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Research Article


Protective Effects of Thymus Vulgaris Oil Against CCL4-Mediated Hepatotoxicity, Oxidative Stress and Immunosuppression in Male Albino Rats


Gehad E. Elshopakey1, Engy F. Risha1*, Mohamed E. El-Boshy1,2, Osama A. Abdalla3, Mohamed F. Hamed4

1Department of Clinical Pathology, Faculty of Veterinary Medicine, Mansoura University, Mansoura, Egypt; 2Department of Laboratory Medicine, Faculty of Applied Medical Sciences, Umm, Al-Qura University Makka, Saudi Arabia; 3Department of Clinical Pathology, Faculty of Veterinary Medicine, Suez Canal University, Ismailia, Egypt; 4Department of Pathology, Faculty of Veterinary Medicine, Mansoura University, Mansoura, Egypt.


Abstract | A variety of alternative medicine is aromatherapy that uses essential oils for treating and preventing disease. The current study was applied to investigate the possible protective effects of Thymus vulgaris essential oil (TEO) against carbon tetrachloride (CCl4) toxicity. Forty-eight rats were equally allocated into six experimental groups and effectively treated for 4 weeks as follows: control group; the group treated with CCl4 (1ml/ kg b.w) CCl4 twice a week; the groups treated daily with low and high doses of TEO (2.5 and 5 mg/kg b.w) and the groups received CCl4 twice a week and treated daily with TEO at the two tested doses. At the end of the treatment period, blood and tissue samples were collected for estimation of hematological, biochemical, antioxidant, immunological parameters, and histopathological assessment, and immunohistochemistry for cleave caspase and PCNA in hepatic tissue. CCl4 significantly decreased all hematological parameters except neutrophils and toxic neutrophils counts were significantly increased. Moreover, CCl4 increased the liver enzymes level and hepatic oxidative stress parameters. Meanwhile, the antioxidants, respiratory burst, phagocytic, serum lysozyme, and bactericidal activities were significantly suppressed in CCl4-intoxicated rats. Also, CCl4 raised serum levels of TNF-α, IL-6, and diminished IL-10, IL-12. It also increased caspase 3 and PCNA. The treatment with T. vulgaris oil attenuated the toxic effect of CCl4 in all hematological parameters. It also reduced the hepatotoxic effect of CCl4, enhanced the antioxidant system, and improved the innate immune parameters and inflammatory markers to their normal level. Based on histopathological analysis T. vulgaris oil ameliorates hepatocellular necrosis induced by CCl4. Immunohistochemical assessment depicted lowered immunoreactivity against cleaved caspase-3 expression, significantly in comparison to CCl4 treated group. Meanwhile, significantly increases at PCNA Immunoreactivity which indicates hepatocellular regeneration in T. vulgaris oil. More pronounced improvement was noticed in the group received the high dose of TEO. Our results suggested that Thymus vulgaris essential oil has a potential antioxidant activity and many protective effects against liver toxicity induced by CCl4 and this protection was dose-dependent.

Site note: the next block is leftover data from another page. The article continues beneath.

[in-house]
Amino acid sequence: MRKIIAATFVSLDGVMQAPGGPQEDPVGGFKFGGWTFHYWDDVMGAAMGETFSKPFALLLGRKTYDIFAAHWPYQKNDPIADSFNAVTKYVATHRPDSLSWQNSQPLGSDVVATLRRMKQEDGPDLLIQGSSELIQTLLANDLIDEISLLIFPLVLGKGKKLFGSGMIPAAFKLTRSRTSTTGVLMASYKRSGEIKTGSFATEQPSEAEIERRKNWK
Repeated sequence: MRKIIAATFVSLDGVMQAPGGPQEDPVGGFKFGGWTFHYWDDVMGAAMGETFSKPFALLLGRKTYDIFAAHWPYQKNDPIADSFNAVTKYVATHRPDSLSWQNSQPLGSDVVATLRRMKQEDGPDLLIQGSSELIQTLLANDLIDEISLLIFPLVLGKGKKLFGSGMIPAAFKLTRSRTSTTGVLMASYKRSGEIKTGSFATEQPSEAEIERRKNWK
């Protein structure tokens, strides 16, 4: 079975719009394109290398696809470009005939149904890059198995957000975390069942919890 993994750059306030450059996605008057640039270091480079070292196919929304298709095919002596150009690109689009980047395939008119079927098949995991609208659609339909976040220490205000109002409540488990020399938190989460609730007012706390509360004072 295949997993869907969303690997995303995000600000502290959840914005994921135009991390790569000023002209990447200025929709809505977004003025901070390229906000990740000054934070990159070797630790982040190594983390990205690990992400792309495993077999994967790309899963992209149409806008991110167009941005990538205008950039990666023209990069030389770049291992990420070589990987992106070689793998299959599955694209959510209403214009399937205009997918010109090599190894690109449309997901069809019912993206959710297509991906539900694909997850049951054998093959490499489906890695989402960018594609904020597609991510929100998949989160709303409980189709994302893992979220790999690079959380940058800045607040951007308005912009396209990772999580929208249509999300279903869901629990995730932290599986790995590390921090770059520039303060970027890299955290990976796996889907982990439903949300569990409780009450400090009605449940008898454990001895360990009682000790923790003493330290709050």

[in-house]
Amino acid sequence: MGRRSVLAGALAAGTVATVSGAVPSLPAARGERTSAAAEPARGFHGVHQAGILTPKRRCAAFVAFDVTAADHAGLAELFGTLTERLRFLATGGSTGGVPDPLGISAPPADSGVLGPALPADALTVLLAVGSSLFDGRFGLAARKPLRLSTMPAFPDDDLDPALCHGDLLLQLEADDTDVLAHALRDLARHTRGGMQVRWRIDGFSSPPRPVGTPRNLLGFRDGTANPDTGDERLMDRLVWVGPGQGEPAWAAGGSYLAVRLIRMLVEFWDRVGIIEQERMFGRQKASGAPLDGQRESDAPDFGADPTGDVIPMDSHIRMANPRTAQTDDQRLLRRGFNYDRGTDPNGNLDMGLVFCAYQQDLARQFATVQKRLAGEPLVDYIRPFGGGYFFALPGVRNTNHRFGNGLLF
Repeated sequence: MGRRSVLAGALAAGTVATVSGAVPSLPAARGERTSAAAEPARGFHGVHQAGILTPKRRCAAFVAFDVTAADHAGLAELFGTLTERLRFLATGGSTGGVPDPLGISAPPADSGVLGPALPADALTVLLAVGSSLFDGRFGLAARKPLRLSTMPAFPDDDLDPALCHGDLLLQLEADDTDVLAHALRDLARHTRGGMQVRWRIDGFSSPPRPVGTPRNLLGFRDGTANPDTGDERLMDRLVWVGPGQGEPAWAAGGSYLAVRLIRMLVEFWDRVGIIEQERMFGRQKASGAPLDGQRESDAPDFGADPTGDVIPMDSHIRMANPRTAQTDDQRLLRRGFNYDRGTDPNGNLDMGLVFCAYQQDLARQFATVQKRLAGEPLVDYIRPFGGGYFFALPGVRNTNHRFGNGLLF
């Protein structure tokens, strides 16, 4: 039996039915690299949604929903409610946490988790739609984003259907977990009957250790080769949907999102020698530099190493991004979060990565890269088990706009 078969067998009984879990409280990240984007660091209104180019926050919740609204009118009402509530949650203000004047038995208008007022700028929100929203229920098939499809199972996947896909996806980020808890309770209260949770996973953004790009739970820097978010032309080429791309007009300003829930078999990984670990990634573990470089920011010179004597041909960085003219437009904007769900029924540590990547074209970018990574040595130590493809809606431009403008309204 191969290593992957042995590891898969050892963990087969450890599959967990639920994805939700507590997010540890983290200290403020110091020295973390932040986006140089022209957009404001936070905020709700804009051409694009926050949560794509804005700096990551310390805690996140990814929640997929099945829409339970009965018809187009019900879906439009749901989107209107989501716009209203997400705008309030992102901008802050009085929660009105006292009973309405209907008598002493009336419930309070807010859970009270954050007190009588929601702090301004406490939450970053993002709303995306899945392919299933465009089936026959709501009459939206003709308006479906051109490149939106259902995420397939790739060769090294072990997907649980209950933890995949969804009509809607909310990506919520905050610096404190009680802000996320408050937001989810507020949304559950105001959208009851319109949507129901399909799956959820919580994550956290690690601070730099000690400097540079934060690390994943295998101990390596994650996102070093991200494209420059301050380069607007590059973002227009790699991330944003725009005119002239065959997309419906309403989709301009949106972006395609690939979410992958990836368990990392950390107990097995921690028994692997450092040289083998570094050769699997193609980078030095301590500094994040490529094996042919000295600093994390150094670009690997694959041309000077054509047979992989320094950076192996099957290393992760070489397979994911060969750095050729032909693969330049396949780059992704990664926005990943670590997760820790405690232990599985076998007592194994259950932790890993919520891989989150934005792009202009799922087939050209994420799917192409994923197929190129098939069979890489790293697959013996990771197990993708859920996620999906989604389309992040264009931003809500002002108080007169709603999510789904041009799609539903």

Keywords | Thymus vulgaris oil; CCl4; Hepatoprotective; Oxidative stress; Inflammation; Apoptosis


Received | April 23, 2021; Accepted | May 06, 2021; Published | June 15, 2021

*Correspondence | Gehad E Elshopakey, Department of Clinical Pathology, Faculty of Veterinary Medicine, Mansoura University, Mansoura, Egypt; Email:

Citation | Elshopakey GE, Risha EF, El-Boshy ME, Abdalla OA, Hamed MF (2021). Protective effects of thymus vulgaris oil against ccl4-mediated hepatotoxicity, oxidative stress and immunosuppression in male albino rats. Adv. Anim. Vet. Sci. 9(7): 1053-1063.


ISSN (Online) | 2307-8316; ISSN (Print) | 2309-3331

Copyright © 2021 Risha et al. This is an open access article distributed under the Creative Commons Attribution License, which permits unrestricted use, distribution, and reproduction in any medium, provided the original work is properly cited.




Several toxins, alcohol, autoimmune diseases, intemperance, intemperance drugs, and metabolic disturbance can induce liver damage and hepatic fibrosis (Zhang et al., 2013). Carbon tetrachloride (CCl4) is one of the powerful lipid-soluble hepatotoxic agents. The toxicity of CCl4 is probably caused by its oxidation by cytochrome P-450 present in the endoplasmic reticulum to subsequently form trichloromethyl radical (CCl3). In the presence of oxygen, CCl3 is converted into an extra toxic form known as CCl3O2 (Ganie et al., 2011). Exposure to CCl4 caused metabolic activation of reactive oxygen species (ROS), like hydroxyl radicals, hydrogen peroxide, superoxide anion, and other free radicals that generated during several metabolic reactions (Kohen and Nyska, 2002). The reactive free radical products of CCl4 can induce peroxidative degeneration in the liver through reacting with polyunsaturated fatty acids and prompt lipid peroxidation in the biological membrane and cellular components (Al-Rasheed et al., 2014, Ozsahin et al., 2009). Moreover, CCl4 leads to significant impairment of calcium homeostasis through increasing calcium ion permeability from the plasma membrane and ultimately necrotic cell death. CCl4 also promotes liver fibrosis via rising tissue inhibitors of metalloproteinases (TIMP-1) and stimulating collagen synthesis and accumulation (Adesanoye and Farombi, 2010).


Nowadays, there is growing attention for using the dry powder sample and crude extracts of medicinal and aromatic plants for the development and preparation of food additives and alternative imitative medicine (Rota et al., 2008). Many Plants are considered precious sources for phytochemicals that have antioxidant properties and can prohibit tissue injuries caused by free radicals (Syed et al., 2014).